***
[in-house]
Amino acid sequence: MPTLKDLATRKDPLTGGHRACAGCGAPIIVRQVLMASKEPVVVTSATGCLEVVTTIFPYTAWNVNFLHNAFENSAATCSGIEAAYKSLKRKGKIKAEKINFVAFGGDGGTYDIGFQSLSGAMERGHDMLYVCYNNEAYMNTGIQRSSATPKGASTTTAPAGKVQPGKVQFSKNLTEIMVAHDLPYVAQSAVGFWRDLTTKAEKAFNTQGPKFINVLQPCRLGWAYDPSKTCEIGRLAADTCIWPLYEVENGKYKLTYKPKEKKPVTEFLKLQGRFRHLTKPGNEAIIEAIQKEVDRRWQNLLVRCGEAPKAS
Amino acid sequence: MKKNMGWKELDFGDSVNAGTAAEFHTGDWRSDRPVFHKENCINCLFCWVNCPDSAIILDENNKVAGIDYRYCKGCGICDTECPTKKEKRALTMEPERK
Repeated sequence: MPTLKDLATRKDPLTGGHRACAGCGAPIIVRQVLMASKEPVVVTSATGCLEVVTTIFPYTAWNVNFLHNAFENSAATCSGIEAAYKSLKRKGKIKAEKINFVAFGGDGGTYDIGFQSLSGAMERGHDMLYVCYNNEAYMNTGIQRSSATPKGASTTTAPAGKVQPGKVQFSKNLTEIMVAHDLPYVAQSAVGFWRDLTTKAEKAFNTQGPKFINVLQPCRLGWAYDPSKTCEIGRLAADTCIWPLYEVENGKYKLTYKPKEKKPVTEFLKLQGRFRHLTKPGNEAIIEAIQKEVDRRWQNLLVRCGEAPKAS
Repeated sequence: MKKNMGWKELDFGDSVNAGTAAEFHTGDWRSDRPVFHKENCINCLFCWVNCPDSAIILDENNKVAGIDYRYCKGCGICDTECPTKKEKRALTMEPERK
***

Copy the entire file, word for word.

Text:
[in-house]
Amino acid sequence: MPTLKDLATRKDPLTGGHRACAGCGAPIIVRQVLMASKEPVVVTSATGCLEVVTTIFPYTAWNVNFLHNAFENSAATCSGIEAAYKSLKRKGKIKAEKINFVAFGGDGGTYDIGFQSLSGAMERGHDMLYVCYNNEAYMNTGIQRSSATPKGASTTTAPAGKVQPGKVQFSKNLTEIMVAHDLPYVAQSAVGFWRDLTTKAEKAFNTQGPKFINVLQPCRLGWAYDPSKTCEIGRLAADTCIWPLYEVENGKYKLTYKPKEKKPVTEFLKLQGRFRHLTKPGNEAIIEAIQKEVDRRWQNLLVRCGEAPKAS
Amino acid sequence: MKKNMGWKELDFGDSVNAGTAAEFHTGDWRSDRPVFHKENCINCLFCWVNCPDSAIILDENNKVAGIDYRYCKGCGICDTECPTKKEKRALTMEPERK
Repeated sequence: MPTLKDLATRKDPLTGGHRACAGCGAPIIVRQVLMASKEPVVVTSATGCLEVVTTIFPYTAWNVNFLHNAFENSAATCSGIEAAYKSLKRKGKIKAEKINFVAFGGDGGTYDIGFQSLSGAMERGHDMLYVCYNNEAYMNTGIQRSSATPKGASTTTAPAGKVQPGKVQFSKNLTEIMVAHDLPYVAQSAVGFWRDLTTKAEKAFNTQGPKFINVLQPCRLGWAYDPSKTCEIGRLAADTCIWPLYEVENGKYKLTYKPKEKKPVTEFLKLQGRFRHLTKPGNEAIIEAIQKEVDRRWQNLLVRCGEAPKAS
Repeated sequence: MKKNMGWKELDFGDSVNAGTAAEFHTGDWRSDRPVFHKENCINCLFCWVNCPDSAIILDENNKVAGIDYRYCKGCGICDTECPTKKEKRALTMEPERK